North Dakota hopes new look will stop string of near-misses
GRAND FORKS, N.D. (AP) — After several near-misses at a national championship in the last decade, the University of North Dakota hockey team is looking for Brad Berry to lighten the load.
The former North Dakota defenseman has taken over for Dave Hakstol, the second-winningest coach in school history who left to coach the NHL’s Philadelphia Flyers. Players say that while the expectations remain the same, Berry brings a different demeanor to the job.
“Hak is obviously really intense and very serious all the time,” junior forward Luke Johnson said Wednesday at the team’s media day event. “Brad is more laid-back. Both of them are very professional in what they do and guys love playing for both of them.”
Berry said he and Hakstol may not have the same game faces, but are similar in many ways.
“Obviously, Dave Hakstol was very focused and detailed. I like to think I am too, but I won’t have the facial features he has on the bench,” Berry said. “I want to be very communicative with our guys, in terms of good and bad. He had a great rapport with players, too, and I want to make sure I set the bar high.”
It might not always be a merry Berry.
“I think there are going to be times they see a side of me that they probably haven’t,” Berry said. “But again, I want to handle people as adults.”
Berry inherits a proud program that has sent dozens of players into professional hockey in the last decade but hasn’t won a national title since 2000. Hakstol took the team to the Frozen Four seven times in his 11 seasons.
North Dakota lost to Boston University in the Frozen Four semifinals last season. Afterward, Hakstol departed for the Flyers and standout goaltender Zane McIntyre, a finalist for the Hobey Baker Award as the best player in college hockey, gave up his senior season to join the Boston Bruins.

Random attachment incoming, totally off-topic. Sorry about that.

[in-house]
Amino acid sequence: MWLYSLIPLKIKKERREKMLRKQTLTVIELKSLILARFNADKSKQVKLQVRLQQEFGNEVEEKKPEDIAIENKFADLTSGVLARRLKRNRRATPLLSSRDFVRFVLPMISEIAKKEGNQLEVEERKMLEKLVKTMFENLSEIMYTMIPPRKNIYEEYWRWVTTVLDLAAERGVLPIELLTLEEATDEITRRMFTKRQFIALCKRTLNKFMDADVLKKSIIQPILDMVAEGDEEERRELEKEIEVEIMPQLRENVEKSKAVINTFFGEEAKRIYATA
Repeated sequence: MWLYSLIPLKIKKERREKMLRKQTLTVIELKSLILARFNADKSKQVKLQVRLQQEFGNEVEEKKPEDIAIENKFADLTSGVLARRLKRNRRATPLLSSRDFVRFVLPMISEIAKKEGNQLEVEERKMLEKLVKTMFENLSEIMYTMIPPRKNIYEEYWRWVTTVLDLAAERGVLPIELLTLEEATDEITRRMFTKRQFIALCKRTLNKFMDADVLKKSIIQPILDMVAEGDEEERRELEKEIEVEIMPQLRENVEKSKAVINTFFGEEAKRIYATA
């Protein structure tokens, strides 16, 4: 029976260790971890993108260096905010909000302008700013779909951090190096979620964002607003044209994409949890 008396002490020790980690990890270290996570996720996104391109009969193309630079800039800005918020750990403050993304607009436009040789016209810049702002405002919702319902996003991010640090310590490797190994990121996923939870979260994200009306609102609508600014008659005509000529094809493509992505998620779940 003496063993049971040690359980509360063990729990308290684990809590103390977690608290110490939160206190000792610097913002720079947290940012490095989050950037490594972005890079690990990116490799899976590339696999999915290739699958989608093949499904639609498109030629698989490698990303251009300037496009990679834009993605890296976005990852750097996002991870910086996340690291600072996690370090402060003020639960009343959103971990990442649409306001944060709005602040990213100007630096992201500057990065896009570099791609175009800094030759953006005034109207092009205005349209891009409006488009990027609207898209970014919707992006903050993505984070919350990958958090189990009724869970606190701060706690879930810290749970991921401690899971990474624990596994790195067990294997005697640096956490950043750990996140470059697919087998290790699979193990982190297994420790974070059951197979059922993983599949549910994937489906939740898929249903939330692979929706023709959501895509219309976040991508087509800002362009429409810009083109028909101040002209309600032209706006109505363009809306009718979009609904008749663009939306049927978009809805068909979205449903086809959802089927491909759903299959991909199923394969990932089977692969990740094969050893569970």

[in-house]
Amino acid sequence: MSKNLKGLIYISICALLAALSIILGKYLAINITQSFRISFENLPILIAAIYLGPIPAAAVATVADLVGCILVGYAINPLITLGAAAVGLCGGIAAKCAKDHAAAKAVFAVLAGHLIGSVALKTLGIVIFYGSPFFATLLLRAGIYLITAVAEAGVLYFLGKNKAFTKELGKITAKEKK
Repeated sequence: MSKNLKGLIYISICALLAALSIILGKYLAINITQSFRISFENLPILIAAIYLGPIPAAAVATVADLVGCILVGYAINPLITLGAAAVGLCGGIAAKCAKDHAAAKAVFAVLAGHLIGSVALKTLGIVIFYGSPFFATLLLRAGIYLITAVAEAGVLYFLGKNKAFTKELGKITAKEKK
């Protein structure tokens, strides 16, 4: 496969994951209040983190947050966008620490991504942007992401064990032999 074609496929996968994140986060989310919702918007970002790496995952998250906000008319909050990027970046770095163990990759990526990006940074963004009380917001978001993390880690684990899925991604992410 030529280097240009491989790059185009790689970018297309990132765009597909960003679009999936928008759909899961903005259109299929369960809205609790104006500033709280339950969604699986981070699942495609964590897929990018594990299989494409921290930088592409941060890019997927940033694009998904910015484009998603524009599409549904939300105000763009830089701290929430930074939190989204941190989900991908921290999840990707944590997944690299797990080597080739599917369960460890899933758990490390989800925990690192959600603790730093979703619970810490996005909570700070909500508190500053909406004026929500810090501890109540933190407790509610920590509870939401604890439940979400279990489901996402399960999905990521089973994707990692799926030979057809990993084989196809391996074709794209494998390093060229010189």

“The way it ended last year kind of left a sour taste in our mouths going into the summer. It was a pretty long summer,” Johnson said. “Guys really hit the gym hard this summer and took care of each other off the ice. Coming into this fall, guys are anxious to get the season going.”
Senior forward Colten St. Clair said he tried to forget about the bitter ending, but it stayed with him.
“At this time of year it comes back and that’s when you get hungry again,” he said.” A lot of guys have that mentality and it’s great to see, but obviously we aren’t very satisfied.”
North Dakota brings a whopping 10 freshmen into the program, including three who were 30-plus goal scorers in the U.S. Hockey League, one of the top feeder leagues in the country. Sophomore Nick Schmaltz, whose older brother, Jordan, also left North Dakota early to play professionally, said the player turnover is nothing to worry about with a program that attracts top-tier talent.
“This program is so good they bring in new guys and they fit right in,” he said. “Every year we expect our final game to be in the Frozen Four.”